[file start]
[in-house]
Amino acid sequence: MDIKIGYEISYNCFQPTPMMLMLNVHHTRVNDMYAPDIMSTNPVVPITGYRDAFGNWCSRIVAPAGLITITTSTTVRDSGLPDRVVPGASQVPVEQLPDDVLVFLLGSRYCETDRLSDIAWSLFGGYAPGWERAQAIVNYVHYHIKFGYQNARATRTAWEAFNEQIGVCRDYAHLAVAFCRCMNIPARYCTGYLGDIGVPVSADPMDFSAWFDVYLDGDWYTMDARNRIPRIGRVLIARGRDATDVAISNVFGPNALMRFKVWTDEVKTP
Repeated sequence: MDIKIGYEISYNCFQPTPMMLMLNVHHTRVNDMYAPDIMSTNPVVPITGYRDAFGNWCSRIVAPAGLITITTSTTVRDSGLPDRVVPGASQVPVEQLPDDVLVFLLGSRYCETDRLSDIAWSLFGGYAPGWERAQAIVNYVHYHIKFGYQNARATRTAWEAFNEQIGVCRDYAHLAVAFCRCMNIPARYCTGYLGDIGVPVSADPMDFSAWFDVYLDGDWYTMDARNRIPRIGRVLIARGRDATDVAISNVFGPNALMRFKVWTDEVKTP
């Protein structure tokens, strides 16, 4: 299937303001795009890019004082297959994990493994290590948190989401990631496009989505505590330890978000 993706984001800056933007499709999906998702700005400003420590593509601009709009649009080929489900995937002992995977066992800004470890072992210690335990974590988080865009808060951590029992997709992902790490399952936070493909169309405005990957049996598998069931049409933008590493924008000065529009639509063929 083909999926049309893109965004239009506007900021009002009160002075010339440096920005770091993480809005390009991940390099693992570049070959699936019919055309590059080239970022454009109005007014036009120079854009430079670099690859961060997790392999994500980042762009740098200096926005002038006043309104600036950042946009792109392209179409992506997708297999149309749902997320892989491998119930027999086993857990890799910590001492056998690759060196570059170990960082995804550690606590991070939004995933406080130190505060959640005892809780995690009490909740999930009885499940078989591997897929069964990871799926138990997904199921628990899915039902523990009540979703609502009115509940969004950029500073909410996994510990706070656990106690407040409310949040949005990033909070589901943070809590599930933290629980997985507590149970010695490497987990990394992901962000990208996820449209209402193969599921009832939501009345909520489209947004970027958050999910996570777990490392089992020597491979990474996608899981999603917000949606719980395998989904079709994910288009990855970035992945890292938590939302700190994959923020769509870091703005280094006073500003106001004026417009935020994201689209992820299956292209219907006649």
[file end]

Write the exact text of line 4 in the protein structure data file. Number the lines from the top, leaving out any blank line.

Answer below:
């Protein structure tokens, strides 16, 4: 299937303001795009890019004082297959994990493994290590948190989401990631496009989505505590330890978000 993706984001800056933007499709999906998702700005400003420590593509601009709009649009080929489900995937002992995977066992800004470890072992210690335990974590988080865009808060951590029992997709992902790490399952936070493909169309405005990957049996598998069931049409933008590493924008000065529009639509063929 083909999926049309893109965004239009506007900021009002009160002075010339440096920005770091993480809005390009991940390099693992570049070959699936019919055309590059080239970022454009109005007014036009120079854009430079670099690859961060997790392999994500980042762009740098200096926005002038006043309104600036950042946009792109392209179409992506997708297999149309749902997320892989491998119930027999086993857990890799910590001492056998690759060196570059170990960082995804550690606590991070939004995933406080130190505060959640005892809780995690009490909740999930009885499940078989591997897929069964990871799926138990997904199921628990899915039902523990009540979703609502009115509940969004950029500073909410996994510990706070656990106690407040409310949040949005990033909070589901943070809590599930933290629980997985507590149970010695490497987990990394992901962000990208996820449209209402193969599921009832939501009345909520489209947004970027958050999910996570777990490392089992020597491979990474996608899981999603917000949606719980395998989904079709994910288009990855970035992945890292938590939302700190994959923020769509870091703005280094006073500003106001004026417009935020994201689209992820299956292209219907006649």